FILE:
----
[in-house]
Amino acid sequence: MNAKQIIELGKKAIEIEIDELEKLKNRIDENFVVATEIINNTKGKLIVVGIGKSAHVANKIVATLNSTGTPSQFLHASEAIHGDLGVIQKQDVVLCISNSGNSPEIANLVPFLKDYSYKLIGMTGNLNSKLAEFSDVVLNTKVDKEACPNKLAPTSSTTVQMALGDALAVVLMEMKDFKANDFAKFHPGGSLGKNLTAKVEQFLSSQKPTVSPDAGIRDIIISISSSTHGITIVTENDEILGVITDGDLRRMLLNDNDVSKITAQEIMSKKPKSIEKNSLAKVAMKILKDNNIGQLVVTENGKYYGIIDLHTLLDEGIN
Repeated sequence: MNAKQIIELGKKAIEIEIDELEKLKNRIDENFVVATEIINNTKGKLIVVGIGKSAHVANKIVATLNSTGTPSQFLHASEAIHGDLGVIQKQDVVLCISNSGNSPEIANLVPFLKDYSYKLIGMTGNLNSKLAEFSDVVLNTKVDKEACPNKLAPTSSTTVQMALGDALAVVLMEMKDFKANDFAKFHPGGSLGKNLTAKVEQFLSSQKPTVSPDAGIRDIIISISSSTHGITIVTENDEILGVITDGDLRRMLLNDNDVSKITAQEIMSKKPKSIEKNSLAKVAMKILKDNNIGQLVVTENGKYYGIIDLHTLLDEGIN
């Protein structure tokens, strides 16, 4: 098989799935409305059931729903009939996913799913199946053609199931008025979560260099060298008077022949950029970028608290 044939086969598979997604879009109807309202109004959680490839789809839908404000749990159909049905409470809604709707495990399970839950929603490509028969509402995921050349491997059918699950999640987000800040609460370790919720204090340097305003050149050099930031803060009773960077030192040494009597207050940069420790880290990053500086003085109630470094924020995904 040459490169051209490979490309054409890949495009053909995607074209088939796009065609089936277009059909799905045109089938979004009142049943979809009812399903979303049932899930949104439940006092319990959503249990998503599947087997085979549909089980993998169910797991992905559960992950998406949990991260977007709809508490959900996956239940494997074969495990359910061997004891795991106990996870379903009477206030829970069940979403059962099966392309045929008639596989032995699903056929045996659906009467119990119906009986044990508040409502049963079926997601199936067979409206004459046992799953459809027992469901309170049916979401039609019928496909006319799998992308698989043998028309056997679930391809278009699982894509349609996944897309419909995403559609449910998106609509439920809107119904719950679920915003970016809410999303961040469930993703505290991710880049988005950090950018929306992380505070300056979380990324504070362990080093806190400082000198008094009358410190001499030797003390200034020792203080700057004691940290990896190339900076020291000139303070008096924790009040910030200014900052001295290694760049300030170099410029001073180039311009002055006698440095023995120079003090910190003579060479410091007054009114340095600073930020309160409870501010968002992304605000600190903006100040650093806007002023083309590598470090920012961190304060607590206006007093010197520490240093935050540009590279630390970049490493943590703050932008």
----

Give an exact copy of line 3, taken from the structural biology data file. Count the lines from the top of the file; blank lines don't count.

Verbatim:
Repeated sequence: MNAKQIIELGKKAIEIEIDELEKLKNRIDENFVVATEIINNTKGKLIVVGIGKSAHVANKIVATLNSTGTPSQFLHASEAIHGDLGVIQKQDVVLCISNSGNSPEIANLVPFLKDYSYKLIGMTGNLNSKLAEFSDVVLNTKVDKEACPNKLAPTSSTTVQMALGDALAVVLMEMKDFKANDFAKFHPGGSLGKNLTAKVEQFLSSQKPTVSPDAGIRDIIISISSSTHGITIVTENDEILGVITDGDLRRMLLNDNDVSKITAQEIMSKKPKSIEKNSLAKVAMKILKDNNIGQLVVTENGKYYGIIDLHTLLDEGIN